Satellite Map of North America


"Canadian Prime Minister Stephen Harper kicked off 2014 with a televised interview in which he lamented President Obama’s 'punting' of the Keystone XL decision before strongly implying that, in a sense, it didn’t even matter because the controversial pipeline would be built eventually regardless. Then, in keeping with the incendiary nature of the pipeline debate, two climate change protestors stormed onto the stage behind the prime minister before being dragged off by security. With several conflicting signs indicating the decision will come down on one side or the other - such as the North Dakota train fire (approval); State Department reports indicating a negligible impact on climate change (approval); an easing US energy security outlook (rejection); and a well-organized opposition movement (rejection) – the more cynical among us might conclude that President Obama is just waiting to see which voting bloc will be more decisive in this year’s midterm elections. But regardless of what form it eventually takes, it seems likely that the Keystone XL decision will come in 2014." (GeopoliticalMonitor)



Photo by Melissa Moseley/HBO

"HBO announced today that it has renewed Aaron Sorkin’s alternately maligned and celebrated cable news melodrama The Newsroom for one more season. And only one. The show will end its run after the third season, a somewhat inauspicious end for a series that once looked like a sure-thing hit.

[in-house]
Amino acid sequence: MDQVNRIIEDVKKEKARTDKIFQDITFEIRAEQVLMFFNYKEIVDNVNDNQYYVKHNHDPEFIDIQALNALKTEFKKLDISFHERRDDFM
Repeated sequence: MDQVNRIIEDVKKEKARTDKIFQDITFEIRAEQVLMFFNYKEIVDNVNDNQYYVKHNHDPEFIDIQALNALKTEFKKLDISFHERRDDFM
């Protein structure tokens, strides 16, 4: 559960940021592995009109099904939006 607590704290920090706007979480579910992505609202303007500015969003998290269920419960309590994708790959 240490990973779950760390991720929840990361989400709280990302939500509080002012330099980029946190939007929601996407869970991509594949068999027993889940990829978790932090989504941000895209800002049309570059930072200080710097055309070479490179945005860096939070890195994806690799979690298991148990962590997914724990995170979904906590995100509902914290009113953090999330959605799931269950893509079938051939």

The news was announced at the ongoing Television Critics Association winter panels, where networks display their midseason wares and do some early hinting at what’s to come next season. And HBO has, in its wise benevolence, granted Sorkin one more at-bat. But that’s it. Which seems fair. The first season of The Newsroom was an unqualified disaster, full of the kind of pompous windbaggery that Sorkin is capable of on only his worst days. Lots of sanctimonious, not-terribly-nuanced speechifying about the recent past made the show an aggressively tone-deaf, out-of-step chore. Sure, the actors, including Jeff Daniels as a bellicose cable news anchor and Emily Mortimer as his flibbertigibbet producer, were all great, and the show did have moments when it hummed with sleek Sorkin-y momentum. But, all told, it came across as a too-little, too-late lecture. But then the second season came around and, hip to the critics, Sorkin reframed his show." (VanityFair)


Woody Allen throws his own party in New York

"Woody Allen declared, 'I prefer New York,' and skipped the Golden Globes on Sunday, instead throwing himself his own congratulatory dinner party in the Big Apple. While the famed director and writer was being honored by Diane Keaton at the Globes in Hollywood, and simultaneously blasted on Twitter by the man who may — or may not — be his son, Ronan Farrow, Woody was feted at posh Upper East Side restaurant Sistina by a group including wife Soon-Yi Previn, their daughter Manzie Tio Allen and fine arts dealer Lorinda Ash. A source said, “The group celebrated by dining for over three hours. Everyone was in a fun, celebratory mood and congratulating Woody. They spent the majority of the evening discussing their predictions for the Golden Globes . . . It was a friendly banter in terms of predictions of winners — ‘Wolf of Wall Street’ and ‘American Hustle’ were mentioned. Woody was overheard praising Leo DiCaprio’s performance.' We’re told other diners, including film and TV writer George Stevens Jr. and investment banker Kenneth Buckfire, lined up to congratulate Woody." (PageSix)